Stone, there's telephoto and there's telephoto. The usual definition of a telephoto lens is a lens a front positive lens group and a rear negative lens group. These lenses have back focus or flange-to-film distance shorter than focal length. Many of the 6/4 double Gauss lenses sold as normal lenses on 35 mm still cameras are slightly telephoto, i.e., have back focus or flange-to-film distance slightly shorter than focal length; this is why when 35 mm SLRs first became popular many were offered with 58 mm "normal" lenses. That's the Apo-Tele-Xenar too. Telephoto, but not very. According to S. F. Ray, Apo-Tele-Xenars have telephoto powers (distance from front vertex to film at infinity/focal length) around 0.92. And as you can see, Schneider claims flange-to-film distance of 327.3 mm, back focus of 312 mm. Not that telephoto.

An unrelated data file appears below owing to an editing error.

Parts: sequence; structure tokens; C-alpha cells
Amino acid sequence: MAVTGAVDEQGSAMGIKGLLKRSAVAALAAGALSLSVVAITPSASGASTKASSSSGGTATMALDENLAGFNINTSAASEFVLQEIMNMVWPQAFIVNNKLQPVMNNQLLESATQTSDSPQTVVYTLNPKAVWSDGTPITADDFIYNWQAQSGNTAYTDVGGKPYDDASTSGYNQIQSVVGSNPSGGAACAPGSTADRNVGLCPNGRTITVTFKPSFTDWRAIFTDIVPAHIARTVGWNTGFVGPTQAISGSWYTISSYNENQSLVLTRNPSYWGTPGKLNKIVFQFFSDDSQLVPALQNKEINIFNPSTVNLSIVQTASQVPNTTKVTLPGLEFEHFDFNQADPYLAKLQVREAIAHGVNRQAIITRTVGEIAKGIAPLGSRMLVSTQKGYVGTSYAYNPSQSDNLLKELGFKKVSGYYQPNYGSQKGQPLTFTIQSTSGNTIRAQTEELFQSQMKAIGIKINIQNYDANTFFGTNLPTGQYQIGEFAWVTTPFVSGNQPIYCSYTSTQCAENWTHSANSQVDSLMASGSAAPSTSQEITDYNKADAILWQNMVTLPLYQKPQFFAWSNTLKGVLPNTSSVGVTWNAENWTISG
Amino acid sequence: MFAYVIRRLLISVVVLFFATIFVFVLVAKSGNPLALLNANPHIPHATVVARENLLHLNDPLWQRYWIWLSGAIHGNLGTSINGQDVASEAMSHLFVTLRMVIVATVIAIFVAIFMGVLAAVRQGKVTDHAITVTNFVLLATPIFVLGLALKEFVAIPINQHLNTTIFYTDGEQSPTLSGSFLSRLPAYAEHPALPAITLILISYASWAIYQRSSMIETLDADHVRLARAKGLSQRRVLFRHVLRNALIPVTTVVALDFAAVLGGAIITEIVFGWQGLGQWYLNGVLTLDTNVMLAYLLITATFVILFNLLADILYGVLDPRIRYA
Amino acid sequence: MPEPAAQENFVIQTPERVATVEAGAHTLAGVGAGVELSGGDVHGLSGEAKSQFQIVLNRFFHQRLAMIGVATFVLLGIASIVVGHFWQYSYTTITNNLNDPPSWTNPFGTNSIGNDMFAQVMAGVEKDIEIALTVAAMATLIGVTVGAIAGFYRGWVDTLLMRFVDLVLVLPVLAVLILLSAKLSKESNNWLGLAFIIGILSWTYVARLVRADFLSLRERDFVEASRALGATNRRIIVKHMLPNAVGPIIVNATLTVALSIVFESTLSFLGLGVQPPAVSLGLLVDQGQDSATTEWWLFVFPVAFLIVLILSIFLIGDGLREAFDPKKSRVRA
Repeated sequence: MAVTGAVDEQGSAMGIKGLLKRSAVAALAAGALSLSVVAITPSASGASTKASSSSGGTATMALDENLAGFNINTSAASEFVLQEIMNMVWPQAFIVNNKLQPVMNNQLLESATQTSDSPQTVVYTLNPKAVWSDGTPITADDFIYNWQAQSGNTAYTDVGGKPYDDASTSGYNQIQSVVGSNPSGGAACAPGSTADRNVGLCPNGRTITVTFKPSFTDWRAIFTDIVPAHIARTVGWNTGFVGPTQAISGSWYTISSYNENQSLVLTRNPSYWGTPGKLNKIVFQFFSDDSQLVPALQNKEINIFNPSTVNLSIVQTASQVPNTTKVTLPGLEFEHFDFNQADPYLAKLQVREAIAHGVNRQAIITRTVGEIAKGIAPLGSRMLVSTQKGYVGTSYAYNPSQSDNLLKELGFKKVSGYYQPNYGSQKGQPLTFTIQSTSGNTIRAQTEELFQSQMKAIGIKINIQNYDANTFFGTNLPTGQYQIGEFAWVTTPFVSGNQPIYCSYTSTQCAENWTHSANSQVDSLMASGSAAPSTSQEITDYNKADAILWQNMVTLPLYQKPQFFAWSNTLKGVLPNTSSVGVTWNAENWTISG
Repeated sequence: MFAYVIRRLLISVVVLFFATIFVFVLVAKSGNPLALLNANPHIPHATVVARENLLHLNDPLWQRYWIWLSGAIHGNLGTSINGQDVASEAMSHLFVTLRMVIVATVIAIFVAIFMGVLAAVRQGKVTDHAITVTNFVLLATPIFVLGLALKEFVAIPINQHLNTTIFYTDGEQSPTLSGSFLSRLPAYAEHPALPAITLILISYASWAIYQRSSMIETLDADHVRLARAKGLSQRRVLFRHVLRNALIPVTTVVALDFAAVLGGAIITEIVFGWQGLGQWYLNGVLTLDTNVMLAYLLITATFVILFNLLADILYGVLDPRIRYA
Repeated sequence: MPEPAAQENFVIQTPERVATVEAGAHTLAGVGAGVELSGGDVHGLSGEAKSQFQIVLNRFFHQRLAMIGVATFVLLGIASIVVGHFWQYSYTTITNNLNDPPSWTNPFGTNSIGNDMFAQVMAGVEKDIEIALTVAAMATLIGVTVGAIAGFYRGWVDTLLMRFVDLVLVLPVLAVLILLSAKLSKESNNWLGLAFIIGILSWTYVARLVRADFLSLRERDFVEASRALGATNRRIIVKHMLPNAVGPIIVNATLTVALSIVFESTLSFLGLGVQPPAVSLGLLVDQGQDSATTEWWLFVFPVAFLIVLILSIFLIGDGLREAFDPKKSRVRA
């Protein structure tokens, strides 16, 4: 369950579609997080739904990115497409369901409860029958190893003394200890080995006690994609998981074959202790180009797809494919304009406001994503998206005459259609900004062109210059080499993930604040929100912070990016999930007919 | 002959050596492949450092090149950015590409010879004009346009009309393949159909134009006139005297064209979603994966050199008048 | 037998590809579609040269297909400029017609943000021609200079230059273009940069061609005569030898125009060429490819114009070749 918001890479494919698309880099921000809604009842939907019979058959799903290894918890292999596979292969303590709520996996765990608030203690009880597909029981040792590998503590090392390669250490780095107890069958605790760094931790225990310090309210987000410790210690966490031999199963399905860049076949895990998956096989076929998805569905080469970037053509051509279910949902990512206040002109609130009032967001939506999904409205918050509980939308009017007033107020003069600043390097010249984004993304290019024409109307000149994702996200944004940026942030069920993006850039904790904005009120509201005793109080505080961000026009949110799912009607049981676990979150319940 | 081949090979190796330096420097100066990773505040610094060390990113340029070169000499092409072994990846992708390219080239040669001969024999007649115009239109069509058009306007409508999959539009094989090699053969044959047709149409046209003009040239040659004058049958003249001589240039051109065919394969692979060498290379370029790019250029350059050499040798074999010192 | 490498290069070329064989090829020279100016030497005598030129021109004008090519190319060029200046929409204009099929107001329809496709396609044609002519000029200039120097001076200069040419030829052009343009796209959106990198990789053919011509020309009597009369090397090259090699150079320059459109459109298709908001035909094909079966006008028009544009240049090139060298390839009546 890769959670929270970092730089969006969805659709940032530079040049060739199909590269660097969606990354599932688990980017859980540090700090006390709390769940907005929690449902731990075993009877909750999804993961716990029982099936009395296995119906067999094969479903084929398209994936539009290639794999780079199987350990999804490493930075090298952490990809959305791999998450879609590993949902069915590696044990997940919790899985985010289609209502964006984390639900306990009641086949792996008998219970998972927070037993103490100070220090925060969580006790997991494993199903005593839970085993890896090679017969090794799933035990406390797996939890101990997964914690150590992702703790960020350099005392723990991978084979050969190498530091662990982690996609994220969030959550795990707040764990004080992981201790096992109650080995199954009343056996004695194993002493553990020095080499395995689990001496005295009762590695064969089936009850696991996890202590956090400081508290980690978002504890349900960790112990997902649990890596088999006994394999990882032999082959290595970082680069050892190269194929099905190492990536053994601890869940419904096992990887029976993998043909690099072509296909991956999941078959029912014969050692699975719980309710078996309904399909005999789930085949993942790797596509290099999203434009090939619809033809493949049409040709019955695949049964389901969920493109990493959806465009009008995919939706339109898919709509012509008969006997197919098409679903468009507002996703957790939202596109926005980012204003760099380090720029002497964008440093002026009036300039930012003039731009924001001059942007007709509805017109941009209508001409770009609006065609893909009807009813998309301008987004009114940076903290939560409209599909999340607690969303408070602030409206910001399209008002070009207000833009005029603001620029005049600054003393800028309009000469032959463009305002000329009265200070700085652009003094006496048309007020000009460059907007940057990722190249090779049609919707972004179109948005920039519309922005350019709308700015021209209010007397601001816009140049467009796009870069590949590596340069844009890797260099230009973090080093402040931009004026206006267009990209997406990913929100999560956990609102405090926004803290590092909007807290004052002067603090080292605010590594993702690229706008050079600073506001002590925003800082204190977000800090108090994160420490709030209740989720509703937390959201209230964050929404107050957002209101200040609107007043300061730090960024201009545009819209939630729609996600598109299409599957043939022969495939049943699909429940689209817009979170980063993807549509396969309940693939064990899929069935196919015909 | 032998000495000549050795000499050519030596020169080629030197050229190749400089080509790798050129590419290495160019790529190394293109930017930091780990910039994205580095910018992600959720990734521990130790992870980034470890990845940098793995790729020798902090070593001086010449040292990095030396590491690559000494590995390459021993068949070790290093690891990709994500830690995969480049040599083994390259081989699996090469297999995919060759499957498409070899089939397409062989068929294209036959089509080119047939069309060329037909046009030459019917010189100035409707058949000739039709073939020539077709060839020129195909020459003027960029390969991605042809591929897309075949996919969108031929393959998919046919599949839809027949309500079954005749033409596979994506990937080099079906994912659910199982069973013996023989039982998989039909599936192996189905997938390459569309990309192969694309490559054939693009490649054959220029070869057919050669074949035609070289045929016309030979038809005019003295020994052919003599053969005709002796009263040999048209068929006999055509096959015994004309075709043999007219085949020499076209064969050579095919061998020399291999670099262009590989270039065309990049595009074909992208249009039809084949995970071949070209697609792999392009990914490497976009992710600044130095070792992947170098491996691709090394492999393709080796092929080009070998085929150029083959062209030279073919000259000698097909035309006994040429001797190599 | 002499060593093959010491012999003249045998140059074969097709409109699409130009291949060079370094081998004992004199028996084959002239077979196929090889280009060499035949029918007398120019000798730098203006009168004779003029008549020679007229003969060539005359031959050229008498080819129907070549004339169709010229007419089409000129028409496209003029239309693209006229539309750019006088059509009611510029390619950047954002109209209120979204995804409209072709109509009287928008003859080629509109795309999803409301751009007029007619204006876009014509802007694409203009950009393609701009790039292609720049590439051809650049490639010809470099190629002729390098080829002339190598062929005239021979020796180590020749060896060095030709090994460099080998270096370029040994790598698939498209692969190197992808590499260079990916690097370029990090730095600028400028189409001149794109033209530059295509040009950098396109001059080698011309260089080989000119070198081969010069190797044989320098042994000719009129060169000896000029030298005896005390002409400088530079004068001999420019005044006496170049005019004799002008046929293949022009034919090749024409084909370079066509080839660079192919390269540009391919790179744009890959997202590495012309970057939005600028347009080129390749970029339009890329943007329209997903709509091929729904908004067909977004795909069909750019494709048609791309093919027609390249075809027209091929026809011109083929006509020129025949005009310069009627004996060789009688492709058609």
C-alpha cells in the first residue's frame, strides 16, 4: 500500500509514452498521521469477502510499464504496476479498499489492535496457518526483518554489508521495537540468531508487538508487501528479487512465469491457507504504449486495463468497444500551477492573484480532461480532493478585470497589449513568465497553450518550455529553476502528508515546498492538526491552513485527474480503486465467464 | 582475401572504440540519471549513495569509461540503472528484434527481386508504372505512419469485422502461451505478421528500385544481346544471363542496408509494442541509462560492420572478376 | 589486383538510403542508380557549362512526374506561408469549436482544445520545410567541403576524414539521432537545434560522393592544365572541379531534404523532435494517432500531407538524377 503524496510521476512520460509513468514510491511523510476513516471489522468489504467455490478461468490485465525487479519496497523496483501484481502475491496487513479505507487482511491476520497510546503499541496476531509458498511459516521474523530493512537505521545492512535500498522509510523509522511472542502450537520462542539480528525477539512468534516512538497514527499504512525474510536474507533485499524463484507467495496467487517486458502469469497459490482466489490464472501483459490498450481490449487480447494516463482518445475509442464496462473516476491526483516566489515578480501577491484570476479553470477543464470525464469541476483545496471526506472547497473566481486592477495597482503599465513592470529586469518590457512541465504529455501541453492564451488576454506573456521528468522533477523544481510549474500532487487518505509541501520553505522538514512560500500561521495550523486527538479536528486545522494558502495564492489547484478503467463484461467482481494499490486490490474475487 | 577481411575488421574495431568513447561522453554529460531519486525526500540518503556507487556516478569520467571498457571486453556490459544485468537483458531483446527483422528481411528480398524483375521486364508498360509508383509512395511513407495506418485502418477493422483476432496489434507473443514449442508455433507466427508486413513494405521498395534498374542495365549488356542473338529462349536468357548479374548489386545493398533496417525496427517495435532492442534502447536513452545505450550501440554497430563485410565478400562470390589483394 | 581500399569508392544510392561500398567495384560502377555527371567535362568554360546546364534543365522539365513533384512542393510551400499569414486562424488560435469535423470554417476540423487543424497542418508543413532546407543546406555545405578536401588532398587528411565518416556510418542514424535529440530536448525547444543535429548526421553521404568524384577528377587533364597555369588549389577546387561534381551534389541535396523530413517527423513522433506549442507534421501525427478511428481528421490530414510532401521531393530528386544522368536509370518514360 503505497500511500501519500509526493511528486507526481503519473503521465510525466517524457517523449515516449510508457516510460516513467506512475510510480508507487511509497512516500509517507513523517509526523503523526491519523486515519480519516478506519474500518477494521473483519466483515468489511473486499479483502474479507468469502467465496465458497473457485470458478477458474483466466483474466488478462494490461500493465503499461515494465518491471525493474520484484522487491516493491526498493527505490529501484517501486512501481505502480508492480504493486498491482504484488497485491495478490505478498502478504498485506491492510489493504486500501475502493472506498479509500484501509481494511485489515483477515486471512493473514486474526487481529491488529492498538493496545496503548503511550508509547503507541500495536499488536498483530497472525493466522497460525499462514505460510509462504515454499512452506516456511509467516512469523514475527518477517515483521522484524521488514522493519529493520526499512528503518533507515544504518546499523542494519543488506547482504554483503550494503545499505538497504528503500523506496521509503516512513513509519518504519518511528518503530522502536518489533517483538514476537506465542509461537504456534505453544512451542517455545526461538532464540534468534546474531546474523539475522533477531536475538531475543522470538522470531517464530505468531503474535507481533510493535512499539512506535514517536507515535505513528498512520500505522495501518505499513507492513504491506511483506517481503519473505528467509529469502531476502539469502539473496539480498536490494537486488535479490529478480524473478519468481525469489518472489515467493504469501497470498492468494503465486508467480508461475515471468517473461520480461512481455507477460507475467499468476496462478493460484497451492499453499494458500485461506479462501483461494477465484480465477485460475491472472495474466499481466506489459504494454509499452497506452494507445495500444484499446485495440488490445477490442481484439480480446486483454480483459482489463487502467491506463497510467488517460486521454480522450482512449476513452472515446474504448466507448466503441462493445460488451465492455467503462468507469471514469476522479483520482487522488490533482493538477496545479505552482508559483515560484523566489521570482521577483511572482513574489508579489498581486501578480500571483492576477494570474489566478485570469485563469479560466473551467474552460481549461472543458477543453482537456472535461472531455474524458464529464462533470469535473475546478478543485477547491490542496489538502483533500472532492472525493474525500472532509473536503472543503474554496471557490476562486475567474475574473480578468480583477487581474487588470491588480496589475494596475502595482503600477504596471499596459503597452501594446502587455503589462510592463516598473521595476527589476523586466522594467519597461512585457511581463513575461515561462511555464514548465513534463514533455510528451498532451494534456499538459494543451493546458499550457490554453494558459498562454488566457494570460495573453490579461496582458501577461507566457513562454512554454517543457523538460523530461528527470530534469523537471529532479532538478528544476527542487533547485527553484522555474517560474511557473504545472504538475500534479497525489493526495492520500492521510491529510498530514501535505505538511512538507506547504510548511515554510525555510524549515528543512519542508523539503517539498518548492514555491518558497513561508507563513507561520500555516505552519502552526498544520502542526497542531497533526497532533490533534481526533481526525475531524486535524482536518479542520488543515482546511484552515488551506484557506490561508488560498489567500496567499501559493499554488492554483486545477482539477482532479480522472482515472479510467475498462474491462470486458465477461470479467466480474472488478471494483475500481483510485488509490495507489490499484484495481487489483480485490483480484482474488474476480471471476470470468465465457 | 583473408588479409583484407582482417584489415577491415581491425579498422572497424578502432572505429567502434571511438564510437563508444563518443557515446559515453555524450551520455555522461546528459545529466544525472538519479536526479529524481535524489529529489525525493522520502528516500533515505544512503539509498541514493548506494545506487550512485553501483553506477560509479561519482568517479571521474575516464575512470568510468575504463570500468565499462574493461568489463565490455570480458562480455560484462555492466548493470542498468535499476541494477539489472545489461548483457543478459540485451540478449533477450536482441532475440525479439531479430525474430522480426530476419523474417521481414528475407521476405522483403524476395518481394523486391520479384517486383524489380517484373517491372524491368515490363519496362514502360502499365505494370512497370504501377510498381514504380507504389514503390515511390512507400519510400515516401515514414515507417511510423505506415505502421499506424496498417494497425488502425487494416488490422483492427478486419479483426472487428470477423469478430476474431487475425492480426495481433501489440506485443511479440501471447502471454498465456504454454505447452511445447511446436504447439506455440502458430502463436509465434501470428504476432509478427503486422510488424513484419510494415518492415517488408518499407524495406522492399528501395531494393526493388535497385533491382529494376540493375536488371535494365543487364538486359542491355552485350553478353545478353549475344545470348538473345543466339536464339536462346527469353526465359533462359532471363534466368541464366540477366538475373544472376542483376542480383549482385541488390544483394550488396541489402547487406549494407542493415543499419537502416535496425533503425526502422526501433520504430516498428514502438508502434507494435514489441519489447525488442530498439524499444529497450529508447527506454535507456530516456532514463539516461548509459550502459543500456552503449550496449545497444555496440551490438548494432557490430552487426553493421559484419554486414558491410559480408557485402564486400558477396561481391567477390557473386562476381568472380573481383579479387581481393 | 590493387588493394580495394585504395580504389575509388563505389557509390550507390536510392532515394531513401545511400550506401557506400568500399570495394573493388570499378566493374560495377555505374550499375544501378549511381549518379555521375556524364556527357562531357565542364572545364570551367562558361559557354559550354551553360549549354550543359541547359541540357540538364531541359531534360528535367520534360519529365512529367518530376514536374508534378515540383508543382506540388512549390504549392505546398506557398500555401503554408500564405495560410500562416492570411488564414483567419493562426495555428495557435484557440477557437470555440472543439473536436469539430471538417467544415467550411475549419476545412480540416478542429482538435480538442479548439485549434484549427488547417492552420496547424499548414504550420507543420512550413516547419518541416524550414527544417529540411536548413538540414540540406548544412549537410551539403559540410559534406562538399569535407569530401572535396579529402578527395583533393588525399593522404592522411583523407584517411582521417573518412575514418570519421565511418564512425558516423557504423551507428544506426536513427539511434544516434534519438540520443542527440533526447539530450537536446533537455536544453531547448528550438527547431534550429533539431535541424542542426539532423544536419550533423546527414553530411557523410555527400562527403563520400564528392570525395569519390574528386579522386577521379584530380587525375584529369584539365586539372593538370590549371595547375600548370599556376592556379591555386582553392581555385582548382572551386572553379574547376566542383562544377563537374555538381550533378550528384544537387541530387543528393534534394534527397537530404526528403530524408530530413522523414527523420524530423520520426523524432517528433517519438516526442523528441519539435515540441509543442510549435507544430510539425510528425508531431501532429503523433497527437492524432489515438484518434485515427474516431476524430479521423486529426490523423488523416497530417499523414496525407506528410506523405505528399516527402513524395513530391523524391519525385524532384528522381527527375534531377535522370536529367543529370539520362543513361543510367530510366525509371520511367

There are telephoto lenses with back focus much shorter than focal length. The 12"/4 TTH telephoto sold for F95, F134 and F139 aerial cameras is an obscure lens that, according to the VM, just covers 4x5. I have one, sometimes use it on a 2x3 Speed Graphic. It is a fat thing, has to be mounted entirely in front of the camera's tiny front standard. It makes infinity with the front standard inside the box; I estimate its back focus as around 85 mm.
As I said, there's telephoto and there's telephoto. As others have said, there's no doubt that the 350/11 Apo-Tele-Xenar is a very good lens.